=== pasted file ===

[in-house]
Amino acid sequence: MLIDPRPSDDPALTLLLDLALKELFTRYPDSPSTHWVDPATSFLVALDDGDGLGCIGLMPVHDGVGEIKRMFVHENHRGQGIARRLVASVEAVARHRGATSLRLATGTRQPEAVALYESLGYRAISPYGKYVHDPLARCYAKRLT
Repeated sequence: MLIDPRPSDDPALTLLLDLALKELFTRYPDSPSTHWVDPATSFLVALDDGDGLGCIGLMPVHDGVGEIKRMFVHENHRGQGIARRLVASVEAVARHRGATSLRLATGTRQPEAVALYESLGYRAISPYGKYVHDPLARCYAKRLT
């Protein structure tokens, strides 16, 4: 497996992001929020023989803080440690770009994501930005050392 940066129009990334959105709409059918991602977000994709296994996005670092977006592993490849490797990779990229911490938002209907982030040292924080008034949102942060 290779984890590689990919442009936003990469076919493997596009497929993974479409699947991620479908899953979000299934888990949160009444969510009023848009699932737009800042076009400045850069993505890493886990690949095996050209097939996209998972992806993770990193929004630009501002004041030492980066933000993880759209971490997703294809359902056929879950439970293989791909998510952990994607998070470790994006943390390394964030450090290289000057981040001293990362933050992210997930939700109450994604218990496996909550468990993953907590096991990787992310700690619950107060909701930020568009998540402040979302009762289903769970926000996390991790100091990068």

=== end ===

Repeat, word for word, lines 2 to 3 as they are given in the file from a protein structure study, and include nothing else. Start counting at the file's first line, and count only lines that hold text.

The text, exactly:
Amino acid sequence: MLIDPRPSDDPALTLLLDLALKELFTRYPDSPSTHWVDPATSFLVALDDGDGLGCIGLMPVHDGVGEIKRMFVHENHRGQGIARRLVASVEAVARHRGATSLRLATGTRQPEAVALYESLGYRAISPYGKYVHDPLARCYAKRLT
Repeated sequence: MLIDPRPSDDPALTLLLDLALKELFTRYPDSPSTHWVDPATSFLVALDDGDGLGCIGLMPVHDGVGEIKRMFVHENHRGQGIARRLVASVEAVARHRGATSLRLATGTRQPEAVALYESLGYRAISPYGKYVHDPLARCYAKRLT